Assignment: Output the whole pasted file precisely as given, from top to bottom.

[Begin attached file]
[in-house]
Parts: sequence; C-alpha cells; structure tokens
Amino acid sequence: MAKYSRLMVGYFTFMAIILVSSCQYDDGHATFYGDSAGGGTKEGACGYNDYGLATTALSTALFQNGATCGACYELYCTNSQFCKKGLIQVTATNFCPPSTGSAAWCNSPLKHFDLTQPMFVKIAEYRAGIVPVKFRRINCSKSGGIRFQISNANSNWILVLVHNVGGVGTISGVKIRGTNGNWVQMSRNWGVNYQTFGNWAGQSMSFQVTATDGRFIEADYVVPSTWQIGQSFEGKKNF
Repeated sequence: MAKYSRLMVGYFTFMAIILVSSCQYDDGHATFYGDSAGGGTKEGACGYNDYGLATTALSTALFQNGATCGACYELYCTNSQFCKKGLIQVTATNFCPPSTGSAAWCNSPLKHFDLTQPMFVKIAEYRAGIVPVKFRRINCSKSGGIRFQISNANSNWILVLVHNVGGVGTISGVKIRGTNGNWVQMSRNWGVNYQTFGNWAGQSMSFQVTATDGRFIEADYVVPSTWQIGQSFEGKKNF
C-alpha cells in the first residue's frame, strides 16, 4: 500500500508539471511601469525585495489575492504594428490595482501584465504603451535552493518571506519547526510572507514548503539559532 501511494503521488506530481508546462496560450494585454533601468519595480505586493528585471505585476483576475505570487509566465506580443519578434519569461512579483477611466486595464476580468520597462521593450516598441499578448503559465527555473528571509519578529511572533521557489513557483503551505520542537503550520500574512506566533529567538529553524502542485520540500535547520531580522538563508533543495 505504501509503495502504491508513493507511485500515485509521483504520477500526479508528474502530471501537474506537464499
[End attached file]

[in-house]
Parts: sequence; C-alpha cells; structure tokens
Amino acid sequence: MAKYSRLMVGYFTFMAIILVSSCQYDDGHATFYGDSAGGGTKEGACGYNDYGLATTALSTALFQNGATCGACYELYCTNSQFCKKGLIQVTATNFCPPSTGSAAWCNSPLKHFDLTQPMFVKIAEYRAGIVPVKFRRINCSKSGGIRFQISNANSNWILVLVHNVGGVGTISGVKIRGTNGNWVQMSRNWGVNYQTFGNWAGQSMSFQVTATDGRFIEADYVVPSTWQIGQSFEGKKNF
Repeated sequence: MAKYSRLMVGYFTFMAIILVSSCQYDDGHATFYGDSAGGGTKEGACGYNDYGLATTALSTALFQNGATCGACYELYCTNSQFCKKGLIQVTATNFCPPSTGSAAWCNSPLKHFDLTQPMFVKIAEYRAGIVPVKFRRINCSKSGGIRFQISNANSNWILVLVHNVGGVGTISGVKIRGTNGNWVQMSRNWGVNYQTFGNWAGQSMSFQVTATDGRFIEADYVVPSTWQIGQSFEGKKNF
C-alpha cells in the first residue's frame, strides 16, 4: 500500500508539471511601469525585495489575492504594428490595482501584465504603451535552493518571506519547526510572507514548503539559532 501511494503521488506530481508546462496560450494585454533601468519595480505586493528585471505585476483576475505570487509566465506580443519578434519569461512579483477611466486595464476580468520597462521593450516598441499578448503559465527555473528571509519578529511572533521557489513557483503551505520542537503550520500574512506566533529567538529553524502542485520540500535547520531580522538563508533543495 505504501509503495502504491508513493507511485500515485509521483504520477500526479508528474502530471501537474506537464499